I should say that as a man who never married I have been particularly sensitive to women, very appreciative in fact, and let me admit right off that I had a sexual experience or two in this time I am describing, this time of my blind city life as a handsome young fellow not yet twenty, when our parents were still alive and had many soirees, and entertained the very best people of the city in our home, a monumental tribute to late Victorian design that would be bypassed by modernity - as for instance the interior fashions of our family friend Elsie de Wolfe, who, after my father wouldnt allow her to revamp the entire place, never again set foot in our manse - and which I always found comfortable, solid, dependable, with its big upholstered pieces, or tufted Empire side chairs, or heavy drapes over the curtains on the ceiling-to-floor windows, or medieval tapestries hung from gilt poles, and bow-windowed bookcases, thick Persian rugs, and standing lamps with tasseled shades and matching chinois amphora that you could almost step into it was all very eclectic, being a record of sorts of our parents travels, and cluttered it might have seemed to outsiders, but it seemed normal and right to us and it was our legacy, Langleys and mine, this sense of living with things assertively inanimate, and having to walk around them.
Our parents went abroad for a month every year, sailing away on one ocean liner or another, waving from the railing of some great three- or four-stacker - the Carmania, the Mauretania, the Neuresthania - as she pulled away from the dock. They looked so small up there, as small as I felt with my hand in the tight hand of my nurse, and the ships horn sounding in my feet and the gulls flying about as if in celebration, as if something really fine was going on. I used to wonder what would happen to my fathers patients while he was away, for he was a prominent womens doctor and I worried that they would get sick and maybe die, waiting for him to return.
Even as my parents were running around England, or Italy, or Greece or Egypt, or wherever they were, their return was presaged by things in crates delivered to the back door by the Railway Express Company: ancient Islamic tiles, or rare books, or a marble water fountain, or busts of Romans with no noses or missing ears, or antique armoires with their fecal smell.
And then, finally, with great huzzahs, there, after Id almost forgotten all about them, would be Mother and Father themselves stepping out of the cab in front of our house, and carrying in their arms such treasures as hadnt preceded them. They were not entirely thoughtless parents for there were always presents for Langley and me, things to really excite a boy, like an antique toy train that was too delicate to play with, or a gold-plated hairbrush.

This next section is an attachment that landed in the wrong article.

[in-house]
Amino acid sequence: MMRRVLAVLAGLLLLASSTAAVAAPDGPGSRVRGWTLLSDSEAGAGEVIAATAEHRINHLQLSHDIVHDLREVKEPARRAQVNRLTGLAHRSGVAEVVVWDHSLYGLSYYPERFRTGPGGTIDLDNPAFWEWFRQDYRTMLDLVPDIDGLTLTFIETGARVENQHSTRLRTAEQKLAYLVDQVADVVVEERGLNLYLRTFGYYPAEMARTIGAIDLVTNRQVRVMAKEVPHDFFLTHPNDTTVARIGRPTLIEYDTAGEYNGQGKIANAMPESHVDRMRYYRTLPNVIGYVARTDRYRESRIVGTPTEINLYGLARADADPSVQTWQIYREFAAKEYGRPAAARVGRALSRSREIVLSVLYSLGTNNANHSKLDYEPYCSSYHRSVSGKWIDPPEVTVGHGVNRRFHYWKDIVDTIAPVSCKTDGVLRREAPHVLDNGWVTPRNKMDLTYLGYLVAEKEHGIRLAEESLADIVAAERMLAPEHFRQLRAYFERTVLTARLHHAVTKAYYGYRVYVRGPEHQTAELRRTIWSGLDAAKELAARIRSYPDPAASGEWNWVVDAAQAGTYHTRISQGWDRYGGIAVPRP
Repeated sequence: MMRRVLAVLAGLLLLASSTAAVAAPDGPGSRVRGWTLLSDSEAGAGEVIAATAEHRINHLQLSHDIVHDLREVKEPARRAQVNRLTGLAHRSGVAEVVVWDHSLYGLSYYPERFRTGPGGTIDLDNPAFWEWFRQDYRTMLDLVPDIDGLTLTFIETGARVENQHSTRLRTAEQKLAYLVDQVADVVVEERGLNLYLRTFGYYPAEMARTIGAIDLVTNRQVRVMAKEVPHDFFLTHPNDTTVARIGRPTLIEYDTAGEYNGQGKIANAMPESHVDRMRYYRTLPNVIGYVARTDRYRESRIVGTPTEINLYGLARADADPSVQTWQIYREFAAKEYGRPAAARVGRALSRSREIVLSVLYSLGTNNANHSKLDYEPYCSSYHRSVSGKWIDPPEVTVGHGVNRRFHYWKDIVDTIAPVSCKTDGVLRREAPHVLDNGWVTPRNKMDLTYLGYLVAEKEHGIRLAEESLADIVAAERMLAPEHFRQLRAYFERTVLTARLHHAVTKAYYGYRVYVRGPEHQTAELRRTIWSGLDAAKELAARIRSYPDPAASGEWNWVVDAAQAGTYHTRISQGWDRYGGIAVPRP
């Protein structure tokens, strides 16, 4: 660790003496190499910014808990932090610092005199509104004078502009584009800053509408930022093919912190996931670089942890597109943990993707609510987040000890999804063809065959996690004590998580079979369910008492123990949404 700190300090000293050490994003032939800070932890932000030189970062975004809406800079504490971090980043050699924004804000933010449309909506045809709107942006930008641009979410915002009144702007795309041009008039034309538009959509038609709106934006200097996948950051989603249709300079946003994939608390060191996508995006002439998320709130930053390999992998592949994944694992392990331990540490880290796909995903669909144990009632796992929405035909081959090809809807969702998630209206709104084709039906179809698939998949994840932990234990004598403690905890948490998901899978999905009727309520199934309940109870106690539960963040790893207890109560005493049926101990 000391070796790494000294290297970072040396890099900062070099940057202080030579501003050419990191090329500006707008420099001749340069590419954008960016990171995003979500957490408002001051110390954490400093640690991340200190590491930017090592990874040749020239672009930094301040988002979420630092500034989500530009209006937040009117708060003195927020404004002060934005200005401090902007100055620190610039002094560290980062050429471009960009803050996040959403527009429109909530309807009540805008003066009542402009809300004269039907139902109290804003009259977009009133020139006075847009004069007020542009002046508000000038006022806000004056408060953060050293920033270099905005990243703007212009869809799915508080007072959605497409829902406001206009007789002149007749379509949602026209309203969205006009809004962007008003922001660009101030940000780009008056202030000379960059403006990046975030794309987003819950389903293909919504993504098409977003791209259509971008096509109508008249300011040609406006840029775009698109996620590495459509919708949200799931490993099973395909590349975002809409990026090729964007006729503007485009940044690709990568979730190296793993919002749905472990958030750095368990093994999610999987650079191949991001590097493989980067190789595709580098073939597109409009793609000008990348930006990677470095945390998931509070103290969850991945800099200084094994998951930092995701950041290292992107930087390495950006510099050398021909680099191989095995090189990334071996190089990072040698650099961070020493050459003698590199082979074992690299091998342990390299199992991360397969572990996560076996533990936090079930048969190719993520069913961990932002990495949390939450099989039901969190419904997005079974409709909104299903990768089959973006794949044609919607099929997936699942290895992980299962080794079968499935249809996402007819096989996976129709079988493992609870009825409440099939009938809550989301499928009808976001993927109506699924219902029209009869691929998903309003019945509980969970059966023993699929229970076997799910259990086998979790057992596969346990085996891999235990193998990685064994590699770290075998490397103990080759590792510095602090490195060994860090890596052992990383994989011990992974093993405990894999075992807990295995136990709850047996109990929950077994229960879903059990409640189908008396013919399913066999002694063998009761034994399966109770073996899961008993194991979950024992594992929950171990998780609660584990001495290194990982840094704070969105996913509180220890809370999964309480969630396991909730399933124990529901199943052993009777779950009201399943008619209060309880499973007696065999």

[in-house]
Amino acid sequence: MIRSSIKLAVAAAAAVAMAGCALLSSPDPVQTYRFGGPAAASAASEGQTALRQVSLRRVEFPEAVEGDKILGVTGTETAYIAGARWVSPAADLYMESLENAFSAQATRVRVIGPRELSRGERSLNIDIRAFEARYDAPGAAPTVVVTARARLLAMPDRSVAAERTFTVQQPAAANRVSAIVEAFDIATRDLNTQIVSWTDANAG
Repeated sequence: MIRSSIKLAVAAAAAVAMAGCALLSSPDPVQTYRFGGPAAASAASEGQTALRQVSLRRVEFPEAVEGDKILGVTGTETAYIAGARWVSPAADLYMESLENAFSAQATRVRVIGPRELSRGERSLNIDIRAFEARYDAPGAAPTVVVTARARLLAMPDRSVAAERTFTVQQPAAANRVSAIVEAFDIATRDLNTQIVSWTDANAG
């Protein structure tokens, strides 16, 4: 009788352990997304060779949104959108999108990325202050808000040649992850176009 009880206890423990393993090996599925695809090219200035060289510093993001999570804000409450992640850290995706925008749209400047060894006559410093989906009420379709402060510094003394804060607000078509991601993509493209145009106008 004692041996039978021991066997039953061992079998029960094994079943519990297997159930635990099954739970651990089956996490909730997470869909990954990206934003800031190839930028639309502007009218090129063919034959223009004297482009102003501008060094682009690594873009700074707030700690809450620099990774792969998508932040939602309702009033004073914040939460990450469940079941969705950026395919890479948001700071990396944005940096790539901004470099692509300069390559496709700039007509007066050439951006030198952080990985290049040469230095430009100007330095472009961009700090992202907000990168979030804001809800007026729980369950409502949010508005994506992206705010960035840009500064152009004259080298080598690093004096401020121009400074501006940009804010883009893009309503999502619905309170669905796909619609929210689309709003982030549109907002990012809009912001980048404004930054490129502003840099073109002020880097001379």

We did some traveling as well, my brother and I, being habitual summer campers in our youth. Our camp was in Maine on a coastal plateau of woods and fields, a good place to appreciate Nature. The more our country lay under blankets of factory smoke, the more the coal came rattling up from the mines, the more our massive locomotives thundered through the night and big harvesting machines sliced their way through the crops and black cars filled the streets, blowing their horns and crashing into one another, the more the American people worshipped Nature. Most often this devotion was relegated to the children. So there we were living in primitive cabins in Maine, boys and girls in adjoining camps.
I was in the fullness of my senses, then. My legs were limber and my arms strong and sinewy and I could see the world with all the unconscious happiness of a fourteen-year-old. Not far from the camps, on a bluff overlooking the ocean, was a meadow profuse with wild blackberry bushes, and one afternoon numbers of us were there plucking the ripe blackberries and biting into their wet warm pericarped pulp, competing with flights of bumblebees, as we raced them from one bush to another and stuffed the berries into our mouths till the juice dripped down our chins. The air was thickened with floating communities of gnats that rose and fell, expanding and contracting, like astronomical events. And the sun shone on our heads, and behind us at the foot of the cliff were the black and silver rocks patiently taking and breaking apart the waves and, beyond that, the glittering sea radiant with shards of sun, and all of it in my clear eyes as I turned in triumph to this one girl with whom I had bonded, Eleanor was her name, and stretched my arms wide and bowed as the magician who had made it for her. And somehow when the others moved on we lingered conspiratorially behind a thicket of blackberry bushes until the sound of them was gone and we were there unattended, having broken camp rules, and so self-defined as more grown-up than anyone believed, though we grew reflective walking back, holding hands without even realizing it.
Excerpted from Homer & Langley by E. L. Doctorow Copyright © 2009 by E.L. Doctorow. Excerpted by permission of Random House, a division of Random House, Inc. All rights reserved. No part of this excerpt may be reproduced or reprinted without permission in writing from the publisher.
Blood at the Root
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